Dr. Fauci: MLB season ‘in danger’ due to Marlins’ outbreak
Dr. Anthony Fauci on Tuesday morning provided a grim outlook about how the Miami Marlins’ recent coronavirus outbreak could potentially endanger the entire compacted 2020 MLB season.
However, Fauci doesn’t believe the situation is so dire that MLB ought to throw in the towel on the recently started season just yet.
Fauci, a longtime Washington Nationals fan, provided his view on where the MLB season stands during an appearance on ABC’s “Good Morning America.”
Dr. Anthony Fauci to @GStephanopoulos on the MLB: “I don’t believe they need to stop but we need to follow this and see what happens with other teams on a day-by-day basis.” https://t.co/JgCvhTifYS pic.twitter.com/Y9g7NL5HmG— Good Morning America (@GMA) July 28, 2020
“This could put it in danger,” said Fauci, the director of the National Institute of Allergy and Infectious Diseases, per ESPN. “I don’t believe they need to stop, but we just need to follow this and see what happens with other teams on a day-by-day basis.”
A COVID-19 outbreak in the Marlins’ clubhouse over the weekend during the team’s series against the Philadelphia Phillies at Citizens Bank Park now numbers at over a dozen cases, according to reports.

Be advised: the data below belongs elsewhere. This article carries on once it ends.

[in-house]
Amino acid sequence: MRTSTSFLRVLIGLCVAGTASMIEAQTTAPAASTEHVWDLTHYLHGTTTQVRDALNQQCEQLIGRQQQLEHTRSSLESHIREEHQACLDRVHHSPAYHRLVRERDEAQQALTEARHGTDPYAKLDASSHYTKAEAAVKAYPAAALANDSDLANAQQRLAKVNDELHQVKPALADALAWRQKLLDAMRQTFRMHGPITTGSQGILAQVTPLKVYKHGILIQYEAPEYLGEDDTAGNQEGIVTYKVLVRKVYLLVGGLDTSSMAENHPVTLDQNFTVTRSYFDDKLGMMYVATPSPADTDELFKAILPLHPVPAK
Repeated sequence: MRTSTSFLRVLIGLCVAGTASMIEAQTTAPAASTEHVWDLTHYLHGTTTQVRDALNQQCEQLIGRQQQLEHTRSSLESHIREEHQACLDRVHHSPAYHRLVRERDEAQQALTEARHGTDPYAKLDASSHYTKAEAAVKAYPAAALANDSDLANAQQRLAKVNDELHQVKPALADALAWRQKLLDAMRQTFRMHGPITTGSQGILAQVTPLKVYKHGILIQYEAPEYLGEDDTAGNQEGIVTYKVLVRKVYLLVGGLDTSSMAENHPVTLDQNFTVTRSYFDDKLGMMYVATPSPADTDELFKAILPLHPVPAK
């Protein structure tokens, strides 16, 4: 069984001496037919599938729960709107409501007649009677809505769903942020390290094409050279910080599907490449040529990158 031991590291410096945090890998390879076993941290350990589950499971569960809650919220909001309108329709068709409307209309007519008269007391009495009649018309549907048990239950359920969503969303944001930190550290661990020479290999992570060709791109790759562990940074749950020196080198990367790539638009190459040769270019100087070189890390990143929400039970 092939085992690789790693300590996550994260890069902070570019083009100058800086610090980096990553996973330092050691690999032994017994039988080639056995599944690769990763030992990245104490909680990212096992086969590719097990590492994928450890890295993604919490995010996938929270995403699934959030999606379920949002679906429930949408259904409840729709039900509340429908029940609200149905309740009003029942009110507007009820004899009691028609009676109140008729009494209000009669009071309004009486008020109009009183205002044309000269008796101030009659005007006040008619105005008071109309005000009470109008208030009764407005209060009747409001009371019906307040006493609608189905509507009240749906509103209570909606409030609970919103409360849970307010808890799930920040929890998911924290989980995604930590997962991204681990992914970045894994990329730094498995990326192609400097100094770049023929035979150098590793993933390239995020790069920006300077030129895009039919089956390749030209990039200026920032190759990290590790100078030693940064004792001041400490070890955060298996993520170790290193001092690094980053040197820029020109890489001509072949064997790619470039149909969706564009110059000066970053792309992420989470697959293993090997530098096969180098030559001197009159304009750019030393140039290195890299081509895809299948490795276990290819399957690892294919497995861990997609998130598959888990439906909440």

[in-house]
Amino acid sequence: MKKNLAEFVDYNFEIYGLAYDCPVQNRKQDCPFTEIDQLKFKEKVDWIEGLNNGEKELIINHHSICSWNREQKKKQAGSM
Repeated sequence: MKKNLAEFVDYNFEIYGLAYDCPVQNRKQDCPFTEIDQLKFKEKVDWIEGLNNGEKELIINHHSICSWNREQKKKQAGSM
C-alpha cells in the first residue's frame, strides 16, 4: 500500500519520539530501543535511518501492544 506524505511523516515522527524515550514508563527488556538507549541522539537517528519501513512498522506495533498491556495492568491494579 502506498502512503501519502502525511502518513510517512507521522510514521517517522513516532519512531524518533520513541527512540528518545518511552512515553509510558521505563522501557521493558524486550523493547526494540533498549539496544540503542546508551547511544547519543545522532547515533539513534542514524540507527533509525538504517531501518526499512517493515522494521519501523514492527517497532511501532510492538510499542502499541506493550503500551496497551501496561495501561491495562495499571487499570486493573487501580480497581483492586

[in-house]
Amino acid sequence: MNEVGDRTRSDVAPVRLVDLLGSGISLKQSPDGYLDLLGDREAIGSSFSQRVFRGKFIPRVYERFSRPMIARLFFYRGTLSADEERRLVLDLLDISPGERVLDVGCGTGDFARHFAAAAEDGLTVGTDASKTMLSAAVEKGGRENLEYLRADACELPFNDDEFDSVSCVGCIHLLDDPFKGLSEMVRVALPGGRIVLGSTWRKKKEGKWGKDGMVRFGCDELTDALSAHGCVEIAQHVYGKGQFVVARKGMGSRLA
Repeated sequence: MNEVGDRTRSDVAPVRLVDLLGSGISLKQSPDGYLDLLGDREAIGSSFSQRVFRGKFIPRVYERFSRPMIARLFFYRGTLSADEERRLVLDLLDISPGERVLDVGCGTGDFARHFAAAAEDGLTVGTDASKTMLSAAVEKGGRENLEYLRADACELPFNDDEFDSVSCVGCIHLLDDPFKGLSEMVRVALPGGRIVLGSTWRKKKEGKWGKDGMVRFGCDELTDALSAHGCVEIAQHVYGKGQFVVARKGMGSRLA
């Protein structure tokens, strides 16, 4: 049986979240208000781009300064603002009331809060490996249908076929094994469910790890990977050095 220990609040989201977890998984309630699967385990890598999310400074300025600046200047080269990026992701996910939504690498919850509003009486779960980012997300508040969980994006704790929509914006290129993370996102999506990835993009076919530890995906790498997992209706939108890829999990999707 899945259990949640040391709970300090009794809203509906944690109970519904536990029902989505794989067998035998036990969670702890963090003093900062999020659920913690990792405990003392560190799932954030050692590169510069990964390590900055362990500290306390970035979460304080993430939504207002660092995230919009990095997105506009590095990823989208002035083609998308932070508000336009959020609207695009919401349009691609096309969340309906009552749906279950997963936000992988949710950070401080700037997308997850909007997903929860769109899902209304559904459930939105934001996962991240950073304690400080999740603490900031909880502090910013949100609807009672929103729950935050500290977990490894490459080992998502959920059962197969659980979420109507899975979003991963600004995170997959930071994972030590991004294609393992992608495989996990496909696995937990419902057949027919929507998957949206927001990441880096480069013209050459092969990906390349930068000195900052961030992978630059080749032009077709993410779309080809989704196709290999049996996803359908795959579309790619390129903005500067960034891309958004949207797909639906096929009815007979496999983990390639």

The evolving situation led to the postponement of games between the Marlins and Baltimore Orioles in Miami on Monday and Tuesday. Monday night’s game between the Phillies and the visiting New York Yankees was also postponed.
Fauci cautioned against overreacting over the Marlins’ outbreak, however, adding that Major League Baseball has protocols in place to handle a surge in positive COVID-19 tests when limited to just one team.
“Major League Baseball — the players, the owners, the managers — have put a lot of effort into getting together and putting protocols that we feel would work,” Fauci said. “It’s very unfortunate what happened with the Miami [Marlins].”
Fauci’s comments echo what MLB commissioner Rob Manfred had to say Monday when insisting the league does not need to go into panic mode at this point.
“Obviously, we don’t want any player to get exposed. It’s not a positive thing,” Manfred said. “But I don’t see it as a nightmare. … We think we can keep people safe and continue to play.”